China’s development of strategic technologies is increasingly drawing attention from its economic partners. Observers and non-Chinese firms need to understand that China’s interest in strategic technologies has long been a central part of the Chinese policy landscape.
North Korea’s most recent nuclear test calls into question a more active cooperation between China and the United States to increase long-term regional stability. Despite agreeing on the goal of denuclearization on the peninsula, both countries have been unable to reach a real consensus.
Dalton is the co-director of the Nuclear Policy Program at the Carnegie Endowment. An expert on nonproliferation and nuclear energy, his work addresses regional security challenges and the evolution of the global nuclear order.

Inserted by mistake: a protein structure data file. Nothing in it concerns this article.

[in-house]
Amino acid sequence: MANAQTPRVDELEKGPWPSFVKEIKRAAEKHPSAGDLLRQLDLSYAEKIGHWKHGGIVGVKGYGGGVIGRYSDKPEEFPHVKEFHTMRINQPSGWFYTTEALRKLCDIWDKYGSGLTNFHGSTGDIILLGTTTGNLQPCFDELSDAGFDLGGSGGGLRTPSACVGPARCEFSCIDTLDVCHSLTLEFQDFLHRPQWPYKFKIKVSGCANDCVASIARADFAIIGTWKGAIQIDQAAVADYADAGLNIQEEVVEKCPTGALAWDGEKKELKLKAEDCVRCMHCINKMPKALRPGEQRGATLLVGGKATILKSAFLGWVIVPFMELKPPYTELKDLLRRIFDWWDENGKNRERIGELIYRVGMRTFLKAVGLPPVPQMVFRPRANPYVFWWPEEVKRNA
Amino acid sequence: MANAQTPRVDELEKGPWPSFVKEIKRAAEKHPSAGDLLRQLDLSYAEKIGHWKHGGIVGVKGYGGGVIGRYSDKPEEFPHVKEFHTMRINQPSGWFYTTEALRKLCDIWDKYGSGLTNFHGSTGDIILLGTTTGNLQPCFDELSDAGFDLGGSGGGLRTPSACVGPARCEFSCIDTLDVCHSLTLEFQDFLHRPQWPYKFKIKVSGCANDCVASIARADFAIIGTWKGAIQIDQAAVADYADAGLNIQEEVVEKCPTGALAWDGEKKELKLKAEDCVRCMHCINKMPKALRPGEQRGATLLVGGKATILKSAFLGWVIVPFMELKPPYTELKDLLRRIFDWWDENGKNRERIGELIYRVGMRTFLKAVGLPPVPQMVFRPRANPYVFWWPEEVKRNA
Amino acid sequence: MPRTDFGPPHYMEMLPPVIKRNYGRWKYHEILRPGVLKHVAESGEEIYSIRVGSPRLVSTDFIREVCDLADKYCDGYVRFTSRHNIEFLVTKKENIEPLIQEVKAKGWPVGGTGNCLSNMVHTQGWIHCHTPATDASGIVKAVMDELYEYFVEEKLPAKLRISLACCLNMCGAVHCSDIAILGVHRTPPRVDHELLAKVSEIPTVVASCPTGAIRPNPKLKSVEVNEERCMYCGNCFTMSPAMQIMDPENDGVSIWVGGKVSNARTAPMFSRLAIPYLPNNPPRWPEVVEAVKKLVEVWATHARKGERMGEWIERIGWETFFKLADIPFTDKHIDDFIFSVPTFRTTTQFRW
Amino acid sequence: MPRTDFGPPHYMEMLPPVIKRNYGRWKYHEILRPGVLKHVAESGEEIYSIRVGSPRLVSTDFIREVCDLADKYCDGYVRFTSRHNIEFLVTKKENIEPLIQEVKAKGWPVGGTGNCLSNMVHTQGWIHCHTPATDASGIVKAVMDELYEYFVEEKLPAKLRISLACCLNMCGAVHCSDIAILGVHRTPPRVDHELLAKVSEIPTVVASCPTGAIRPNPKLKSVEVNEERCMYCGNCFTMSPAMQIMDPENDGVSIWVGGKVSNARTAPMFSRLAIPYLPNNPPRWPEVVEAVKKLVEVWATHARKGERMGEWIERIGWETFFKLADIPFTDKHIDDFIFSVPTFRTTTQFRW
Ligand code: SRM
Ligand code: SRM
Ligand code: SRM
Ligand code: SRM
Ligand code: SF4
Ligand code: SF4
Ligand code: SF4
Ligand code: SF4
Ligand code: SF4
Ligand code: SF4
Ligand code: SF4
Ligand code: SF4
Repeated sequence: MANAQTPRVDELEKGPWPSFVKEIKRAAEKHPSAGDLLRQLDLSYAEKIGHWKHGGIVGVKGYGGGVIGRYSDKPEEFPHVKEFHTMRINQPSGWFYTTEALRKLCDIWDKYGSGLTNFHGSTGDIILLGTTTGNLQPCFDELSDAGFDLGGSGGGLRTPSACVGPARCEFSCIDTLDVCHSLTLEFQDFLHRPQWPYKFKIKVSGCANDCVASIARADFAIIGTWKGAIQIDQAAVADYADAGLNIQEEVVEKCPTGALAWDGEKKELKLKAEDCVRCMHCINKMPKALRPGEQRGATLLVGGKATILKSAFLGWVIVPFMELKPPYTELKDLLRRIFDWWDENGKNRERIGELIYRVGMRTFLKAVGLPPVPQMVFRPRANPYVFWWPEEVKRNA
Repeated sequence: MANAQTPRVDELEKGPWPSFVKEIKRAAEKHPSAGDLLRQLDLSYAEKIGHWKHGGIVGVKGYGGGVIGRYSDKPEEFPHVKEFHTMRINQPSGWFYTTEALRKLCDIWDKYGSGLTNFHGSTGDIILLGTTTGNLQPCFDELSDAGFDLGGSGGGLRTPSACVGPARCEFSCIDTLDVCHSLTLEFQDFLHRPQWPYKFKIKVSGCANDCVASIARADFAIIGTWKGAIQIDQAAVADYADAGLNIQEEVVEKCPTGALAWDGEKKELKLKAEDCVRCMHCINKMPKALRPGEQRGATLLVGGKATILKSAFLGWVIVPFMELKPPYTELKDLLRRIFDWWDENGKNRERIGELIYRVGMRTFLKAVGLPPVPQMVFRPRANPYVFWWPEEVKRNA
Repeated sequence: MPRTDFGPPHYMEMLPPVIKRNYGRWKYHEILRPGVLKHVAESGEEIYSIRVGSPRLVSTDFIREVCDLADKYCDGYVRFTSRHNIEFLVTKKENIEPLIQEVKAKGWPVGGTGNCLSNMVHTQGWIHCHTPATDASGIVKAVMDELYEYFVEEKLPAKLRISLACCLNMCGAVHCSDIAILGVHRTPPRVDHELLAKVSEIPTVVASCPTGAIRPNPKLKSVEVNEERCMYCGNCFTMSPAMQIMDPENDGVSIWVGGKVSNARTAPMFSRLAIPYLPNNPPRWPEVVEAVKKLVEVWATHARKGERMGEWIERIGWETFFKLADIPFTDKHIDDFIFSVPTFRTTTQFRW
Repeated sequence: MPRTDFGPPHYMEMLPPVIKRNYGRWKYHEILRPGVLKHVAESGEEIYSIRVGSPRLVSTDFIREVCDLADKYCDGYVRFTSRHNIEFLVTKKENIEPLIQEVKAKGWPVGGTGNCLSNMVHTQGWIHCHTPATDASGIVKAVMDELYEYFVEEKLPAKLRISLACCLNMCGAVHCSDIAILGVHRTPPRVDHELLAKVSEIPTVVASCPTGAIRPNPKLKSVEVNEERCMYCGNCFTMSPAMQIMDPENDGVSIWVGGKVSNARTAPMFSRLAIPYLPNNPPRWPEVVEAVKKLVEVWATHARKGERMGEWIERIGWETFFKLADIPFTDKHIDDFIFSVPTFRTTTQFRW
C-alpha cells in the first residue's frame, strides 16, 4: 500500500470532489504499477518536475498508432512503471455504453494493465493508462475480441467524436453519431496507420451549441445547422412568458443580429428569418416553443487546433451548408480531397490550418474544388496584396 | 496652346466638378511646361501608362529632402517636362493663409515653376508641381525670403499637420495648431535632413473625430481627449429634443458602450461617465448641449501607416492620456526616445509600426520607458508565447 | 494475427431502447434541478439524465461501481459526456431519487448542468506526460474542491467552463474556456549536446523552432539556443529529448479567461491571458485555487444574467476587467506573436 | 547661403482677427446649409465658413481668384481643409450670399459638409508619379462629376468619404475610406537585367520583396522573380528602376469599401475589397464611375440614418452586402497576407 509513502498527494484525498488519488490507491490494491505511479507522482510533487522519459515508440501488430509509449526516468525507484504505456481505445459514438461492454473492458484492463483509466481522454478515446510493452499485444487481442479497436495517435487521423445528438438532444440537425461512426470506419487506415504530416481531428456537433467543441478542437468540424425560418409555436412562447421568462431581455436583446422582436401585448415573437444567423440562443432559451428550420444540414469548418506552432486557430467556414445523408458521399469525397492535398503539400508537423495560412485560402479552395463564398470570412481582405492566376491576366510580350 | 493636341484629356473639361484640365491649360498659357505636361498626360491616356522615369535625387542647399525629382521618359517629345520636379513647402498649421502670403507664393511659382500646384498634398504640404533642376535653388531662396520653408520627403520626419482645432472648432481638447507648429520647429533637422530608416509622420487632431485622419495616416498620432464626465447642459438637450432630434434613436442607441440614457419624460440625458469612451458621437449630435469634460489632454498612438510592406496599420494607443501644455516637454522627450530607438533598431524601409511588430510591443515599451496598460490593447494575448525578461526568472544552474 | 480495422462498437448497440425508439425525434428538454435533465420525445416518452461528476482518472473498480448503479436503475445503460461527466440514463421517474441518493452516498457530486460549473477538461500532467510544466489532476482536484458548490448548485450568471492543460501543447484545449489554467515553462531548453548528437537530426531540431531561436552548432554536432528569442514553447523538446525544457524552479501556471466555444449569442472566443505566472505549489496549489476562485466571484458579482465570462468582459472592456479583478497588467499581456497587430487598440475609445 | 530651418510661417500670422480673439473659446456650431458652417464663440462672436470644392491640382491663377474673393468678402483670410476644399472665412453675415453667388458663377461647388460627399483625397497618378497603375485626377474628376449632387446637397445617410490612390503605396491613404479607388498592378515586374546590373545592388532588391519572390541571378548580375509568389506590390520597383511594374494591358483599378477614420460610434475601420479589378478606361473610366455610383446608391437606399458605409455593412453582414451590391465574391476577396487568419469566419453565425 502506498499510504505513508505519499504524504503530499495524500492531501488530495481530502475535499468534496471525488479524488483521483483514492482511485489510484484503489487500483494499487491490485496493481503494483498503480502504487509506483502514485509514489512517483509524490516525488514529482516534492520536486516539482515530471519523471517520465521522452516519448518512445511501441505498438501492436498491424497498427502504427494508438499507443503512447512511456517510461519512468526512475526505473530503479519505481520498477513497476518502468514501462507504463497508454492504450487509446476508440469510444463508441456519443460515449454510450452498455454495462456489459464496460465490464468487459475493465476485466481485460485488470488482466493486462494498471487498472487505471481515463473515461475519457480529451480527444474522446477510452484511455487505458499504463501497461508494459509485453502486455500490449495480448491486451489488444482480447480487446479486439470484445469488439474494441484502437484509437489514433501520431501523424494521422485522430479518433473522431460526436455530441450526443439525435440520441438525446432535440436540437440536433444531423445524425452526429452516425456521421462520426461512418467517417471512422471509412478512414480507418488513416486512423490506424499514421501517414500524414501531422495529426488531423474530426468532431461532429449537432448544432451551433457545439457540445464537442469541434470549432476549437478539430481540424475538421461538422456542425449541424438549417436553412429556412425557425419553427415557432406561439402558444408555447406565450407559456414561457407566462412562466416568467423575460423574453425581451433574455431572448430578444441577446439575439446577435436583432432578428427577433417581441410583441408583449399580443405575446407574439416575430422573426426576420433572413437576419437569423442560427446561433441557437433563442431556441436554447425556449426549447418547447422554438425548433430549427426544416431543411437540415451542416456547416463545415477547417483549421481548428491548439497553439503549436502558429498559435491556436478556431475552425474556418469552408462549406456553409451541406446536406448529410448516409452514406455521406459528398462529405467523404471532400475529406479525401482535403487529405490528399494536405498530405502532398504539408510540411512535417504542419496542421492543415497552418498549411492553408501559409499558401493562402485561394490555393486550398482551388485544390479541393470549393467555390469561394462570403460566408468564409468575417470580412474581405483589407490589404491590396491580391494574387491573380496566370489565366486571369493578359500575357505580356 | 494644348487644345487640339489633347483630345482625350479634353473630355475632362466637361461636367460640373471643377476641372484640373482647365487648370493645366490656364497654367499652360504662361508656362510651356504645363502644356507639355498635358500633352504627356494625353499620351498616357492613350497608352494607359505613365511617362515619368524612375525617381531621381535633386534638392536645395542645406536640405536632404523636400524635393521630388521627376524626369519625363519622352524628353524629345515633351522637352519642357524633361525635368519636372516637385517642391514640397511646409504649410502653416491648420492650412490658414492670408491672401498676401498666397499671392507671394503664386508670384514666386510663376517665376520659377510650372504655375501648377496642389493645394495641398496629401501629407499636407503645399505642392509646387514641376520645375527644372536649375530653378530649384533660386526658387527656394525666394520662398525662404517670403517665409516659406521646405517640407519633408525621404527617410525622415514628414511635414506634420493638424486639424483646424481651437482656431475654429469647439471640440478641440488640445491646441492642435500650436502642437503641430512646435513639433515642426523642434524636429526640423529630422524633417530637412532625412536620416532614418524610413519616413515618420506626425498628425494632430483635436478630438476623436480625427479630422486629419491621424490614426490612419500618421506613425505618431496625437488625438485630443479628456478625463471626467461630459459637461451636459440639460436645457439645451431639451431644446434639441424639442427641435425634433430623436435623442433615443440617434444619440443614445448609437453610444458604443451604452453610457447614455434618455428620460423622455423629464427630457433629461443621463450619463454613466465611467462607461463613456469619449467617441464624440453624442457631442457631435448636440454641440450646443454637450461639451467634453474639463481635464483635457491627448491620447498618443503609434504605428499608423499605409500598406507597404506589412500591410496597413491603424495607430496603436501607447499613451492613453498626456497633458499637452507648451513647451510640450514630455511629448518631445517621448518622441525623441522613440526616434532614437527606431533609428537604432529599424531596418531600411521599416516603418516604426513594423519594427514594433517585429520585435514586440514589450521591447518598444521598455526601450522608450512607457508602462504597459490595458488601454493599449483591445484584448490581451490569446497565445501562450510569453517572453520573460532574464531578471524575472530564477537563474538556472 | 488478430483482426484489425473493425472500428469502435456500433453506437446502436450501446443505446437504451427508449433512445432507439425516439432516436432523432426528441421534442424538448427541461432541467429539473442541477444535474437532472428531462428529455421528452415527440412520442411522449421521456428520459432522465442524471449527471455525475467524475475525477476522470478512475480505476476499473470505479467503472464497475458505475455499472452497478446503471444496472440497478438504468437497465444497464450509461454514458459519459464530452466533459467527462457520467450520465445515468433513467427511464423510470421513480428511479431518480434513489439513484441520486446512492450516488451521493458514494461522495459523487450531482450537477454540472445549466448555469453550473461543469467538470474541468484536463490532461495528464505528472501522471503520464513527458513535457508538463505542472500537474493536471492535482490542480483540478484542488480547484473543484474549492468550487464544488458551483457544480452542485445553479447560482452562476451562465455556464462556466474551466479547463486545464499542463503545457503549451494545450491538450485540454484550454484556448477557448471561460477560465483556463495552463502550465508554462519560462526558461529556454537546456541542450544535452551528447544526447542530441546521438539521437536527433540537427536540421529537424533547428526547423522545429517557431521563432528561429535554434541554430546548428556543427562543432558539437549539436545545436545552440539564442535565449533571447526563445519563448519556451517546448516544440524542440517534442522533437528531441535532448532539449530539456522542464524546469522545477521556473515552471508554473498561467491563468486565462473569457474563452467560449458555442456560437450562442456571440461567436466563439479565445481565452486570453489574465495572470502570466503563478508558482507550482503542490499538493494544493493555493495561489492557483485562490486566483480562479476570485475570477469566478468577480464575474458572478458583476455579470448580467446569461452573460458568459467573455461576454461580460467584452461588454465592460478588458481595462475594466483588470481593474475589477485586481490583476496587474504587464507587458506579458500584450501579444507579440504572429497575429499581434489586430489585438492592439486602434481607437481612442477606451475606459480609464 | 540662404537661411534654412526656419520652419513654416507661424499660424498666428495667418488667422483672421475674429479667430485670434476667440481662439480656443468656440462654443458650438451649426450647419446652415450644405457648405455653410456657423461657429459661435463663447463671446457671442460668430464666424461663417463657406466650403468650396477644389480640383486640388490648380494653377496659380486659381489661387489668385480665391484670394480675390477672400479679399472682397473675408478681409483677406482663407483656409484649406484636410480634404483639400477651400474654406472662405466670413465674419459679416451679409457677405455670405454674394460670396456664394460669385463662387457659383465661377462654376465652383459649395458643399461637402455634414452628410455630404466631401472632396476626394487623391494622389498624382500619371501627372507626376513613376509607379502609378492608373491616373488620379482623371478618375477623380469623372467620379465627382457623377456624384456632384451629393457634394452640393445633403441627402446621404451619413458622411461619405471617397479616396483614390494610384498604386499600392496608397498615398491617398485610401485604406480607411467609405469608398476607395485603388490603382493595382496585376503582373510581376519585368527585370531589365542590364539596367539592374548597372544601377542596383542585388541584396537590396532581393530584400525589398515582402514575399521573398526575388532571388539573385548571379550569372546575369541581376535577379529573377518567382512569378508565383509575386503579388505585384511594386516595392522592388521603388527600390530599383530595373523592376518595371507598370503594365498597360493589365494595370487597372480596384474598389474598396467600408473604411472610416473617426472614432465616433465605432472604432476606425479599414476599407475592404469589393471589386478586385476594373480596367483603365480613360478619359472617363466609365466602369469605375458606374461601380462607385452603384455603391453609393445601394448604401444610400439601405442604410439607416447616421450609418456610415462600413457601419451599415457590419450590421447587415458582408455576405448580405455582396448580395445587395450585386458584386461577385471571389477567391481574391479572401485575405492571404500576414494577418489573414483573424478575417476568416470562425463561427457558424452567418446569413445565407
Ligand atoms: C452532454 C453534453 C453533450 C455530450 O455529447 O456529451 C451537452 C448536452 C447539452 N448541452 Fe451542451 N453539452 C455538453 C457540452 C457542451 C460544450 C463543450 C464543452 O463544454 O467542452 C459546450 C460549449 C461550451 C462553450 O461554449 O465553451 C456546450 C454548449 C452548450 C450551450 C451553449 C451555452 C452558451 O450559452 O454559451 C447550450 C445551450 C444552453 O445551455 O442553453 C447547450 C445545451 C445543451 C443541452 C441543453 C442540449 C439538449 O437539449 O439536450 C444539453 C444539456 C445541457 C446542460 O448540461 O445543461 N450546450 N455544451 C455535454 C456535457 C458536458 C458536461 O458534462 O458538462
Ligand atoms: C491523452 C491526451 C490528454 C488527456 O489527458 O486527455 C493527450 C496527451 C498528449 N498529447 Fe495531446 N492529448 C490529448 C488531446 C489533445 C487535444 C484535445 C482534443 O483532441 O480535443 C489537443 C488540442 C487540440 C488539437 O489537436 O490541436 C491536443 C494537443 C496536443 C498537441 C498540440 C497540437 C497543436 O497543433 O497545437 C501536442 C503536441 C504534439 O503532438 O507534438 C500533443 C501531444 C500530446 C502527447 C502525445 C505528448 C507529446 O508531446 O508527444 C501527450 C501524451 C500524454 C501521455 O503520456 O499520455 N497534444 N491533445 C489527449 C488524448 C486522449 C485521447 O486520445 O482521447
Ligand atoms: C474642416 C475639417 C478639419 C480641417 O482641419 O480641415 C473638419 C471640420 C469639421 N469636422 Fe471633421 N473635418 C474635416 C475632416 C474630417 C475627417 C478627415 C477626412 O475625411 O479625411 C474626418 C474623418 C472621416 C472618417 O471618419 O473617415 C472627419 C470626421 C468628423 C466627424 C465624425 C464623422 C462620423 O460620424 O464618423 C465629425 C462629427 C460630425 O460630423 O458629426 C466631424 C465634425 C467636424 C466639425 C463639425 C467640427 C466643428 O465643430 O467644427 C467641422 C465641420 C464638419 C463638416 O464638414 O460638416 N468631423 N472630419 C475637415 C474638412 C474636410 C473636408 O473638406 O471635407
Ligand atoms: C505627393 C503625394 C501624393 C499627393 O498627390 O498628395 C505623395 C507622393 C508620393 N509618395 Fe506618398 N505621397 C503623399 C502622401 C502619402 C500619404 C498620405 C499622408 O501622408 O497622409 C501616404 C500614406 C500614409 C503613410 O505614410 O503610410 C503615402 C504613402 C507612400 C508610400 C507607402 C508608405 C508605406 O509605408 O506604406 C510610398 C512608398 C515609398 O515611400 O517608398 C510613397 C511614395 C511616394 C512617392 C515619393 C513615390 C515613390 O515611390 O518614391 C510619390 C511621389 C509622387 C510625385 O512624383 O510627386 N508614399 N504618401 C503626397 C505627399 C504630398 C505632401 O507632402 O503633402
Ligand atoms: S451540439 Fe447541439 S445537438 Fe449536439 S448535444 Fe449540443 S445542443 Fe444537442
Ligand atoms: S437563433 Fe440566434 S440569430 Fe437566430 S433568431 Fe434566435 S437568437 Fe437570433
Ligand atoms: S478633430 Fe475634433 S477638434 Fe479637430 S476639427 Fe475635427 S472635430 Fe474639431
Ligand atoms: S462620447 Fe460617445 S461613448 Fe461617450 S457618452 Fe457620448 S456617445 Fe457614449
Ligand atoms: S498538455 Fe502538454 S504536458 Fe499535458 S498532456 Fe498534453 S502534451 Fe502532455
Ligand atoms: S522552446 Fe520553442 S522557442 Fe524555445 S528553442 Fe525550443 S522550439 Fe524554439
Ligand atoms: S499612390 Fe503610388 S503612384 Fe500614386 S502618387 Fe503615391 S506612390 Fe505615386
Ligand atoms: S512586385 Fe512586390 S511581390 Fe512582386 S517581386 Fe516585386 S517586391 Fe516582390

Feigenbaum’s work focuses principally on China and India, geopolitics in Asia, and the role of the United States in East, Central, and South Asia. His previous positions include deputy assistant secretary of state for South Asia, deputy assistant secretary of state for Central Asia, and member of the secretary of state’s policy planning staff with principal responsibility for East Asia and the Pacific.
Nakhle is a nonresident scholar at Carnegie Middle East Center, specializing in international petroleum contracts and fiscal regimes for the oil and gas industry, world oil and gas market developments, energy policy, and oil and gas revenue management.
Resident Scholar Carnegie-Tsinghua Center for Global Policy
Sun Xuefeng specializes in the rise of great powers and international relations theory. At Carnegie-Tsinghua Center for Global Policy, he runs a program examining the international and regional implications of China’s rise.